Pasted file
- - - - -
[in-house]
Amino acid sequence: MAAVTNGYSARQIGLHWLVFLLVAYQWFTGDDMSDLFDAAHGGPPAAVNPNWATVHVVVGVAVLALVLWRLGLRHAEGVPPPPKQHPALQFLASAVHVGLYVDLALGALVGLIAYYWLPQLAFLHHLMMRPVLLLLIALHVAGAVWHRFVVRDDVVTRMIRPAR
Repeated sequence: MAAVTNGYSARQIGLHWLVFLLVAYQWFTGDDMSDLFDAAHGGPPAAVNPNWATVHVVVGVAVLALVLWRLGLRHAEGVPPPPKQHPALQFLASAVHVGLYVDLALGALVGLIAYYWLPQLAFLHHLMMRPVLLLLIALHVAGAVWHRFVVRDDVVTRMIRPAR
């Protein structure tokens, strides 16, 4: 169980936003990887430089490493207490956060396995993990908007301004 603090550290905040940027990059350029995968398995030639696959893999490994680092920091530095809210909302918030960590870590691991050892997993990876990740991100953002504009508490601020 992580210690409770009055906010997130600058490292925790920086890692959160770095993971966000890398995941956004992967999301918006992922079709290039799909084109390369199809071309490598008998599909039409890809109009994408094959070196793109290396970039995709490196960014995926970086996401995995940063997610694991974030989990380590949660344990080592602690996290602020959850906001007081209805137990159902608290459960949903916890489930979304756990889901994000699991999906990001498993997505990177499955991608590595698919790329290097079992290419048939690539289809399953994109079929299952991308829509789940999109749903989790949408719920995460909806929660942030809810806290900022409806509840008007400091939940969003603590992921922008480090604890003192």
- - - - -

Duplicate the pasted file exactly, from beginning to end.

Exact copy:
[in-house]
Amino acid sequence: MAAVTNGYSARQIGLHWLVFLLVAYQWFTGDDMSDLFDAAHGGPPAAVNPNWATVHVVVGVAVLALVLWRLGLRHAEGVPPPPKQHPALQFLASAVHVGLYVDLALGALVGLIAYYWLPQLAFLHHLMMRPVLLLLIALHVAGAVWHRFVVRDDVVTRMIRPAR
Repeated sequence: MAAVTNGYSARQIGLHWLVFLLVAYQWFTGDDMSDLFDAAHGGPPAAVNPNWATVHVVVGVAVLALVLWRLGLRHAEGVPPPPKQHPALQFLASAVHVGLYVDLALGALVGLIAYYWLPQLAFLHHLMMRPVLLLLIALHVAGAVWHRFVVRDDVVTRMIRPAR
């Protein structure tokens, strides 16, 4: 169980936003990887430089490493207490956060396995993990908007301004 603090550290905040940027990059350029995968398995030639696959893999490994680092920091530095809210909302918030960590870590691991050892997993990876990740991100953002504009508490601020 992580210690409770009055906010997130600058490292925790920086890692959160770095993971966000890398995941956004992967999301918006992922079709290039799909084109390369199809071309490598008998599909039409890809109009994408094959070196793109290396970039995709490196960014995926970086996401995995940063997610694991974030989990380590949660344990080592602690996290602020959850906001007081209805137990159902608290459960949903916890489930979304756990889901994000699991999906990001498993997505990177499955991608590595698919790329290097079992290419048939690539289809399953994109079929299952991308829509789940999109749903989790949408719920995460909806929660942030809810806290900022409806509840008007400091939940969003603590992921922008480090604890003192």